Noll is a preeminent historian of American Christianity who spent 27 years at Wheaton College before finishing his career at the University of Notre Dame. America’s Book picks up where Noll left off in his 2016 publication In the Beginning Was the Word: The Bible in American Public Life, 1492–1783, which examined the Bible’s impact on American politics from Christopher Columbus to the signing of the Treaty of Paris. America’s Book develops several themes explored in Noll’s earlier work: the influence of Paine, the prevalence of the King James Bible, the tendency of Americans to imagine themselves as a type of Israel, their habit of enlisting Scripture to support republican and democratic principles—and the intersection of slavery with all this and more.

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Noll organizes his 30 chapters in six parts. The first part lays the groundwork to help readers understand the first of Noll’s two main arguments: America’s commitment to independence shaped how Americans utilized the Bible from the very beginning.

How do you govern a nation of independent free citizens? Noll explains that part of the answer is in “voluntary reliance on Scripture”—with special emphasis on “voluntary.” He adds, “While Scripture remained indispensable for personal religion and church order, it also became the tool for ensuring the well-being of a free people in a free society.” In early America the Bible was a tool to guide independent citizens. Noll quotes an early historian of the Bible in America, who wrote in 1844, “Nothing but the Bible can make men the willing subjects of law; they must first acquiesce with submission to the government of God before they can yield a willing obedience to the requirements of human governments.”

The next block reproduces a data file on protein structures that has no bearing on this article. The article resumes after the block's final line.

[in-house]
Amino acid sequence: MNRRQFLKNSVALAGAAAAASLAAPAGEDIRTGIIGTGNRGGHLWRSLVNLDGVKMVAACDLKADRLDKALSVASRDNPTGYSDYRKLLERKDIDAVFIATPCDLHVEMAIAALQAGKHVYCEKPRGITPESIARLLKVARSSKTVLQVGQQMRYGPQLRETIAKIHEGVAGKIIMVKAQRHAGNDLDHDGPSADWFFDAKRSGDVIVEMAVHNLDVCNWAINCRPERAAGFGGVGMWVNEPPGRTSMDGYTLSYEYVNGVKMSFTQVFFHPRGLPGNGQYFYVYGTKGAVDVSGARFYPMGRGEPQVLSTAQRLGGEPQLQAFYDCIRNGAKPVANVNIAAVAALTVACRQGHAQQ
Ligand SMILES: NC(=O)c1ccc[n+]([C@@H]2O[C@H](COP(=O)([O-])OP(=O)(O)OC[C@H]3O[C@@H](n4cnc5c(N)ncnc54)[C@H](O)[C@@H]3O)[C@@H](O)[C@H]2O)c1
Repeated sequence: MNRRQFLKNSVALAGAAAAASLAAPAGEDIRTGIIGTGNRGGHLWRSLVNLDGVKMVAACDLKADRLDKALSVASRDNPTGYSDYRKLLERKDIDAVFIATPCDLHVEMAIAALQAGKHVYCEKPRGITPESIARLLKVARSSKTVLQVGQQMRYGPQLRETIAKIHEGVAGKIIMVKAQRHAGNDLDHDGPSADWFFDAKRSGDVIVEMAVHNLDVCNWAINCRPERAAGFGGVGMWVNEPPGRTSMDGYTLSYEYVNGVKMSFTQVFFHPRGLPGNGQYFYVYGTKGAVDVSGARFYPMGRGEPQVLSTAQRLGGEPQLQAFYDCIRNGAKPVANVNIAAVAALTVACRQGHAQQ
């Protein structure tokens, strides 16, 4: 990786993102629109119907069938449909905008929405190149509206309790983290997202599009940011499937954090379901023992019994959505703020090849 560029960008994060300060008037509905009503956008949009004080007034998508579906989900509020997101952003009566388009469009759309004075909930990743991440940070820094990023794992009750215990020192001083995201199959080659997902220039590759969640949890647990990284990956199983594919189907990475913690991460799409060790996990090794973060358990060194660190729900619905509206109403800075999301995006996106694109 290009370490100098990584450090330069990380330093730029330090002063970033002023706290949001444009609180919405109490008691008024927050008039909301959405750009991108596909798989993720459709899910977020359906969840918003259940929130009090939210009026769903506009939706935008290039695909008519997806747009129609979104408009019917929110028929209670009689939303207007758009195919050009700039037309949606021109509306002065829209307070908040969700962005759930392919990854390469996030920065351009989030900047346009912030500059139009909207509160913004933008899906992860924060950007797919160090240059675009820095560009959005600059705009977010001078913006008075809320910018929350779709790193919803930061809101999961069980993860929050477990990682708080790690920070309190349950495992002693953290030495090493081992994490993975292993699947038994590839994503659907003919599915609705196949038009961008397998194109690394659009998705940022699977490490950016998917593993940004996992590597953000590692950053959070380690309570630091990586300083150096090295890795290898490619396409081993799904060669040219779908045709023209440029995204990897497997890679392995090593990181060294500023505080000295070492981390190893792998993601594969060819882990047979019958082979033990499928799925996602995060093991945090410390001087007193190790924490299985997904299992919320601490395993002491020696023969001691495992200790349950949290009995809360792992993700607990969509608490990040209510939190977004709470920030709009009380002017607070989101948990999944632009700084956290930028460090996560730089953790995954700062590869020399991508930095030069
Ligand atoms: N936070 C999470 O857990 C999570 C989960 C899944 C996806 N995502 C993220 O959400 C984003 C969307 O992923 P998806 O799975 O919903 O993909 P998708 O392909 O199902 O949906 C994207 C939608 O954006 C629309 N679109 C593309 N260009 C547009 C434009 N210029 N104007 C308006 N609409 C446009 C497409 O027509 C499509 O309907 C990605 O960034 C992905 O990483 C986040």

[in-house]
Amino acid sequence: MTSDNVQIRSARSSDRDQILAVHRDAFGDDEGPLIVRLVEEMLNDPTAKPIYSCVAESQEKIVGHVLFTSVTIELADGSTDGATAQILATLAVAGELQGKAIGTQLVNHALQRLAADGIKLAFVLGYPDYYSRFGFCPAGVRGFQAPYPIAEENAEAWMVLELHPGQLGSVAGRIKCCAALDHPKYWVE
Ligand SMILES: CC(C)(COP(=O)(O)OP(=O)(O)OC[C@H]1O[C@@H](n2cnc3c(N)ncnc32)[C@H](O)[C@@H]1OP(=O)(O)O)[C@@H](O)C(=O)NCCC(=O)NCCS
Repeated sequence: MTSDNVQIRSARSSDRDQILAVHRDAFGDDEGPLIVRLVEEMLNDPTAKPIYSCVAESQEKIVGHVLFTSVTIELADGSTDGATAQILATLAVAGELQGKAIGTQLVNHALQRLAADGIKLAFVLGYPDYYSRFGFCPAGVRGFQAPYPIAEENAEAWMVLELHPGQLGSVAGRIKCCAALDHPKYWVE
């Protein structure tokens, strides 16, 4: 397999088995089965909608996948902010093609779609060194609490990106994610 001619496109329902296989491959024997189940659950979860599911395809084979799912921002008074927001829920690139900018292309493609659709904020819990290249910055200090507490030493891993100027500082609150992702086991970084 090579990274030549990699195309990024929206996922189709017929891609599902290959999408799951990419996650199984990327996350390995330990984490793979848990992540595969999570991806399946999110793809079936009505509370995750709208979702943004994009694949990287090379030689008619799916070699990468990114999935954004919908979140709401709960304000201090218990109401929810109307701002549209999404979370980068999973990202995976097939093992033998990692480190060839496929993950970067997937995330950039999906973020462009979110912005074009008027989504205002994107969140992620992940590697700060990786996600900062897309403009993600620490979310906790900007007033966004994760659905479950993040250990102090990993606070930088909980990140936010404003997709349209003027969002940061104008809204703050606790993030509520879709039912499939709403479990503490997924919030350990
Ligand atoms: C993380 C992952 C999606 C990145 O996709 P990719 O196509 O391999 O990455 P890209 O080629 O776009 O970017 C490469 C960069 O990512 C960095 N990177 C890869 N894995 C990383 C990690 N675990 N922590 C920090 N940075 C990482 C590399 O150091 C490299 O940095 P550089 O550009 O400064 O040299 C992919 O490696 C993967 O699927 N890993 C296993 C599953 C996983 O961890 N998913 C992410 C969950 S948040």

Part two shows how the Bible emerged seemingly everywhere in the new republic. American towns, mountains, and children were given biblical, and often Old Testament, names—embracing the sense of America as a new Israel. Meanwhile, an astonishing number of King James Bibles filled churches and homes, aided by the creation of the American Bible Society.